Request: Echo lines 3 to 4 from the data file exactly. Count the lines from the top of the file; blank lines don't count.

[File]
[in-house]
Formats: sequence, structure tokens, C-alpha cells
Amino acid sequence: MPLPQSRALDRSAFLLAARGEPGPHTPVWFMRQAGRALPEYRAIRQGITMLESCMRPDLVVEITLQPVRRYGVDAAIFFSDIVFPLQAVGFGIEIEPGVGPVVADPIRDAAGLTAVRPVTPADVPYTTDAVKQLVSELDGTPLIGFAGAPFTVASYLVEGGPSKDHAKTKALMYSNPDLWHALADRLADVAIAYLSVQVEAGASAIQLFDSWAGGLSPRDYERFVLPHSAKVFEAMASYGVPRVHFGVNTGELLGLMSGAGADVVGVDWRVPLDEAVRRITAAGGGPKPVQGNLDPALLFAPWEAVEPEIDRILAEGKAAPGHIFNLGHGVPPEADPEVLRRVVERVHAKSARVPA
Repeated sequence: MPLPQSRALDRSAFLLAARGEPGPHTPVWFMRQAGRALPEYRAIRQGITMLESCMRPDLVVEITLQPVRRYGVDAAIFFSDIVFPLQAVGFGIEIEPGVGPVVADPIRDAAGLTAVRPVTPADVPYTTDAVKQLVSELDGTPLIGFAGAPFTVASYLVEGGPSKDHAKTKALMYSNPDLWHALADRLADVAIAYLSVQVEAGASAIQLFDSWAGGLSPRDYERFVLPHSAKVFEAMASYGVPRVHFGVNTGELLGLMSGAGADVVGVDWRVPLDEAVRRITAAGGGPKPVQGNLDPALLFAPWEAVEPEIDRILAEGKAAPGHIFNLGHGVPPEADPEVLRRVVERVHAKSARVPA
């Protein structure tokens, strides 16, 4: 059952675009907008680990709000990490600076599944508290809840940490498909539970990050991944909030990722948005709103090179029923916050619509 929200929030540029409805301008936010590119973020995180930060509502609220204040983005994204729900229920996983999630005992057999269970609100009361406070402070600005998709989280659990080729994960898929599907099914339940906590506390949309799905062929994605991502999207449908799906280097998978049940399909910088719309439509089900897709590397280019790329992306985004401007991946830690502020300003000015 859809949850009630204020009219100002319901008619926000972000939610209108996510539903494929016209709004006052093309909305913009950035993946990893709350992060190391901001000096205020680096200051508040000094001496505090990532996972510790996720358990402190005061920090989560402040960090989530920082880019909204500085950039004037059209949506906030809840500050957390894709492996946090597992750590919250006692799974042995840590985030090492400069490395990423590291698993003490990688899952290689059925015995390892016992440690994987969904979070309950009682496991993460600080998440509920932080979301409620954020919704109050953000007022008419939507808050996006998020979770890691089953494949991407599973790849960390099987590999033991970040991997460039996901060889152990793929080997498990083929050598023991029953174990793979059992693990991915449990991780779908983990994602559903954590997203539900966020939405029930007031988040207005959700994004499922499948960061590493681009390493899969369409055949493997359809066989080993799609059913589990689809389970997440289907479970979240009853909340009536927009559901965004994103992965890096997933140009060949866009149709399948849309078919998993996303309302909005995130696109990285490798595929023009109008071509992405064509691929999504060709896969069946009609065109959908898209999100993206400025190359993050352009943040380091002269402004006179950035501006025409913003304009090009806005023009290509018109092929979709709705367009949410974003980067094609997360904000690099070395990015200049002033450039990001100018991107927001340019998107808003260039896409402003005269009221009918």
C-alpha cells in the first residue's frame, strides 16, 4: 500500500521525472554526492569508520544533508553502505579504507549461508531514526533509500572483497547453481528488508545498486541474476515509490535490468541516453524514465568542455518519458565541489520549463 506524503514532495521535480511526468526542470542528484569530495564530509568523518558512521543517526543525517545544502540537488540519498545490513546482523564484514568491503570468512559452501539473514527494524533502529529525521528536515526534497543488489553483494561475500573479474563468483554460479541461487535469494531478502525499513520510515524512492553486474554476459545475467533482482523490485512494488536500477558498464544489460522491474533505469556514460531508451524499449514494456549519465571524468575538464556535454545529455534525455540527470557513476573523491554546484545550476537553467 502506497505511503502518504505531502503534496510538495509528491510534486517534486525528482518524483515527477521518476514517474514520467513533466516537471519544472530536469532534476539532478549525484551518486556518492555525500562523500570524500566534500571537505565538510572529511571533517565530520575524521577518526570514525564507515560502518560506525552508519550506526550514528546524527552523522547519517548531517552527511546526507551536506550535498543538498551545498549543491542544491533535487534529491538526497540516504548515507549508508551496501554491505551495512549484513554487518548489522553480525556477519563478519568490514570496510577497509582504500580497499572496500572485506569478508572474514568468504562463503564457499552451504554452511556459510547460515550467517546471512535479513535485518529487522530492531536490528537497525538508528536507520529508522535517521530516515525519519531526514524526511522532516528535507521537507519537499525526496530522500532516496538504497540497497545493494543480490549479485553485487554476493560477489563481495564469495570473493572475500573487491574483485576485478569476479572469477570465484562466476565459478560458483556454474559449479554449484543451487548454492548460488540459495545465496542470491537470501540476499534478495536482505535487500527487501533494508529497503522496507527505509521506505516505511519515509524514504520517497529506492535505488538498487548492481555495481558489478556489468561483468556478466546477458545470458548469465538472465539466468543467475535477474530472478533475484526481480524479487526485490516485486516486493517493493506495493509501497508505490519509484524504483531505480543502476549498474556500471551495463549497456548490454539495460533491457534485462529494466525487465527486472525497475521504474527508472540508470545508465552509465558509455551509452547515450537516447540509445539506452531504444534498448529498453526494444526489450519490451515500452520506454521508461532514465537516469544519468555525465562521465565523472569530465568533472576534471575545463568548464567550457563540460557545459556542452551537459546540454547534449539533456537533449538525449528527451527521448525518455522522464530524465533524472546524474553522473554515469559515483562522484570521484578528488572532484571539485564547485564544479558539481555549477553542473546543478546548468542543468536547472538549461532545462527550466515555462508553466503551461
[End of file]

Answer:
Amino acid sequence: MPLPQSRALDRSAFLLAARGEPGPHTPVWFMRQAGRALPEYRAIRQGITMLESCMRPDLVVEITLQPVRRYGVDAAIFFSDIVFPLQAVGFGIEIEPGVGPVVADPIRDAAGLTAVRPVTPADVPYTTDAVKQLVSELDGTPLIGFAGAPFTVASYLVEGGPSKDHAKTKALMYSNPDLWHALADRLADVAIAYLSVQVEAGASAIQLFDSWAGGLSPRDYERFVLPHSAKVFEAMASYGVPRVHFGVNTGELLGLMSGAGADVVGVDWRVPLDEAVRRITAAGGGPKPVQGNLDPALLFAPWEAVEPEIDRILAEGKAAPGHIFNLGHGVPPEADPEVLRRVVERVHAKSARVPA
Repeated sequence: MPLPQSRALDRSAFLLAARGEPGPHTPVWFMRQAGRALPEYRAIRQGITMLESCMRPDLVVEITLQPVRRYGVDAAIFFSDIVFPLQAVGFGIEIEPGVGPVVADPIRDAAGLTAVRPVTPADVPYTTDAVKQLVSELDGTPLIGFAGAPFTVASYLVEGGPSKDHAKTKALMYSNPDLWHALADRLADVAIAYLSVQVEAGASAIQLFDSWAGGLSPRDYERFVLPHSAKVFEAMASYGVPRVHFGVNTGELLGLMSGAGADVVGVDWRVPLDEAVRRITAAGGGPKPVQGNLDPALLFAPWEAVEPEIDRILAEGKAAPGHIFNLGHGVPPEADPEVLRRVVERVHAKSARVPA